Hand Care .pdf

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HC

The wounds can be moisturised and
massaged twice daily from 10 days
post-operatively. If in the unusual
circumstance that you require sutures
removed or a different wound care
protocol, I will inform you.

Follow-up
You will usually have a follow-up appointment within 1-3 weeks following
your operation to check your wound,
and progress. Please phone my rooms
if you do not already have a followup appointment. Should you have any
problems prior to this please contact
my rooms during working hours or
attend the Emergency Department
at Murdoch Hospital for out of hours
Emergencies (fees apply).

Your sutures:
Wash out after 10 days
Under skin
Remove between 10 - 14 days

Your dressings :

PAUL JARRETT
ORTHOPAEDIC SURGEON
Hand
Upper Limb
Orthopaedic Trauma

Reduce dressings 2 days, dressings off 10
days
Leave dressings on until appointment
Hand therapist will advise

Follow-up appointment in :

(please phone my rooms for an appointment if you do not already
have an appointment)

Your guide to
post-operative
hand care

Best wishes for an
excellent recovery.

PAUL JARRETT
ORTHOPAEDIC AND HAND SURGEON

Murdoch Orthopaedic Clinic
100 Murdoch Drive
Murdoch WA 6150

Phone: 08 9311 4636
Fax: 08 9311 4627
E–mail: admin@pauljarrett.info

Forearm splint

pauljarrett.info

POST-OPERATIVE HAND CARE GUIDE

What is happening in my wrist to cause carpal tunnel syndrome?
Your hand
Your hand is a delicate and finely crafted
piece of equipment designed to perform
many extremely important functions
within your life. Trauma can injure your
hand causing reduced hand function
and pain. It is important that as a patient
not only the best form of medical care is
undertaken but also that post-operative
care by yourself and therapists is carried
out effectively. An elective operation is
also perceived by your hand as an injury
and the same care required of an injured
hand will be necessary.

Affects of injury / operation
Following a hand injury or operation
many changes take place in the hand.
Tissue damage, bleeding and chemicals
released by many cells cause swelling and pain. The swelling is in part an
attempt by the body to heal itself.
The changes taking place in the hand
deliver substances to the tissue required
to heal, and many of the responses of the
body to the injury are beneficial. However, other effects of the body’s response
are counterproductive in the hand and
careful care is required to reduce these
effects.
Swelling will cause stiffness in the hand
due to contracture of ligaments and due
to glueing together of tissues that are
meant to glide over each other.


It is much easier to prevent problems associated
with swelling by early treatment and prevention rather than treating the resulting stiffness
later. Swelling is reduced with the use of slings
and sometimes specially designed compression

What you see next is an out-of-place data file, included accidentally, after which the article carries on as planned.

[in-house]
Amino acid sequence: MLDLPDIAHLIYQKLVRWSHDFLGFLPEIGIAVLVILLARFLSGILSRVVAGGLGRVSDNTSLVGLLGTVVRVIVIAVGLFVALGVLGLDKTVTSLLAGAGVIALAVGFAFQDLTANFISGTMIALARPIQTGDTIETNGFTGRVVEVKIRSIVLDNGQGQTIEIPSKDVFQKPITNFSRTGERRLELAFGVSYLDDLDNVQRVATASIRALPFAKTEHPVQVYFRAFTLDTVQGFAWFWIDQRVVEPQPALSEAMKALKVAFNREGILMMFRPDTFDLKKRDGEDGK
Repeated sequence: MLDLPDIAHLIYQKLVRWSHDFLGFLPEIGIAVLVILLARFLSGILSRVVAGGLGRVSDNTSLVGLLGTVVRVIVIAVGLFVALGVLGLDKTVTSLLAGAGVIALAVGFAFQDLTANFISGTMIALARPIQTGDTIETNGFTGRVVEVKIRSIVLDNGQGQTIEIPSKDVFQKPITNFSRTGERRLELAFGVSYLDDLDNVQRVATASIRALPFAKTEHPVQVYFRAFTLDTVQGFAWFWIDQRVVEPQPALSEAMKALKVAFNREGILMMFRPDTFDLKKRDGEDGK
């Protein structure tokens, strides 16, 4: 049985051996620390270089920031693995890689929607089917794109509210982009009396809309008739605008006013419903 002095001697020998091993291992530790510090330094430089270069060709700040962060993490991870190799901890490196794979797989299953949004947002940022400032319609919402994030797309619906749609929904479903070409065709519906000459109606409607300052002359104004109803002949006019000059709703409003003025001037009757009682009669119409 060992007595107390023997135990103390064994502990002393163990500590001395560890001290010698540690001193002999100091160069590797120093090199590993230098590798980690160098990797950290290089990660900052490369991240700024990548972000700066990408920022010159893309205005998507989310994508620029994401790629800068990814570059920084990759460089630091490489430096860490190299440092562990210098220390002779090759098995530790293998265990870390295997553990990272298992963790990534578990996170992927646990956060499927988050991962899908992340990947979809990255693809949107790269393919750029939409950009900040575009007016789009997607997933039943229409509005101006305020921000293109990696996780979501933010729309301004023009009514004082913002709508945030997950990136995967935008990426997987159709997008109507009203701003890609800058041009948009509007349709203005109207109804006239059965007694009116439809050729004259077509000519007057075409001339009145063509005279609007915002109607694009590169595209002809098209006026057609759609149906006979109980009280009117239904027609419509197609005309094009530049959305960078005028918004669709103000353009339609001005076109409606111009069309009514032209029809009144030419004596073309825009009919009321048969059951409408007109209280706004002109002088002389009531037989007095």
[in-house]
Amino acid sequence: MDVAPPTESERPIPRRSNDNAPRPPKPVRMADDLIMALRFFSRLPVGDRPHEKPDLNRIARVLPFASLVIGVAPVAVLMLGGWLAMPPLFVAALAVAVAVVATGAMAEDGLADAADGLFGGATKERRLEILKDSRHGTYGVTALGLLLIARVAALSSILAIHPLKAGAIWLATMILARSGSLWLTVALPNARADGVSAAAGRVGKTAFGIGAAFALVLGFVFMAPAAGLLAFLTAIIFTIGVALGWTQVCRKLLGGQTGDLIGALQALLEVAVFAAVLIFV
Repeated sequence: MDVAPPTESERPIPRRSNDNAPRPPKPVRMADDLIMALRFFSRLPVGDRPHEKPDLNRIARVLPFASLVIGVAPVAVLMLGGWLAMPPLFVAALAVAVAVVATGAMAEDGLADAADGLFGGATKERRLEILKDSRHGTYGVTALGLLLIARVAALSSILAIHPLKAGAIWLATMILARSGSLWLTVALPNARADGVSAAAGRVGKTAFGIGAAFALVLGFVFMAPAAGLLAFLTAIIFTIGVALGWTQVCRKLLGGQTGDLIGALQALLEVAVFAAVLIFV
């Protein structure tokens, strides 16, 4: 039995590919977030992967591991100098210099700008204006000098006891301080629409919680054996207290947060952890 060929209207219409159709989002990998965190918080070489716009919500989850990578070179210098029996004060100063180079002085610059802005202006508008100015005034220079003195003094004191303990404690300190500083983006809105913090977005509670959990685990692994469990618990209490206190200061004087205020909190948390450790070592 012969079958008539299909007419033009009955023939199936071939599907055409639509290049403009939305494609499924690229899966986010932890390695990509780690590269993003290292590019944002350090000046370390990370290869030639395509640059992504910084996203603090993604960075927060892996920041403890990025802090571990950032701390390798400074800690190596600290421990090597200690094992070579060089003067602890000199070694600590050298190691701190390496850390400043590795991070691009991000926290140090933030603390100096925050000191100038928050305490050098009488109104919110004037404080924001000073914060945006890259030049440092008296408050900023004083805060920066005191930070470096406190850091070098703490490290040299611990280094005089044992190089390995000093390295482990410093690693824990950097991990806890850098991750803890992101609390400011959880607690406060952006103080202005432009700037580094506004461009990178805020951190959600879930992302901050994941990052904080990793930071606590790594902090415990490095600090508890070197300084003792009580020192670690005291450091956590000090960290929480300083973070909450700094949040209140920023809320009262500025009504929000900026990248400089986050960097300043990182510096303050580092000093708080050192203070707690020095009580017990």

devices and the hand may be splinted in a position designed to prevent ligament contracture.
Therapy is used to enhance motion and function
in a carefully controlled manner.
Following bone fractures or injuries of some tendons or ligaments the hand may require special
splintage for a number of days or weeks. This
splintage is critical to getting the best result for
your hand and it is important to take my and your
hand therapist’s advice.
Some wounds require extensive and frequent
dressings and others minimal care. We will help
guide your wound care treatment.

to bed even if you are not in discomfort
as your local anaesthetic may wear off
whilst you are asleep. In addition to
making you more comfortable, your
pain killers may allow you to undertake
your hand therapy more effectively.

Your wound and sutures
Virtually all sutures that I use are
absorbable and do not require removal.
Your wound can be uncovered and
washed normally from 10 days after
your operation. Sometimes sutures are
entirely beneath the skin and can be
ignored. Should your sutures be fine
white sutures sticking out all along the
course of your wound, these will fall out
after washing within a few days.

Post-operative care
One of the most important determinants of the
results of recovery is your effort and participation in the rehabilitation protocols. It is often the
case that should the rehabilitation undertaken by
a patient be too gentle then stiffness results, but
should the rehabilitation be too aggressive then
the treatment may fail; both of the scenarios offers
significantly less good results.
You should take pain killers (analgesics) to
reduce your discomfort following your operation; these will normally be provided on your
discharge from hospital. Should your operation
have been carried out under a local anaesthetic
it is advisable to take a pain killer before your go

Sling - minimum height


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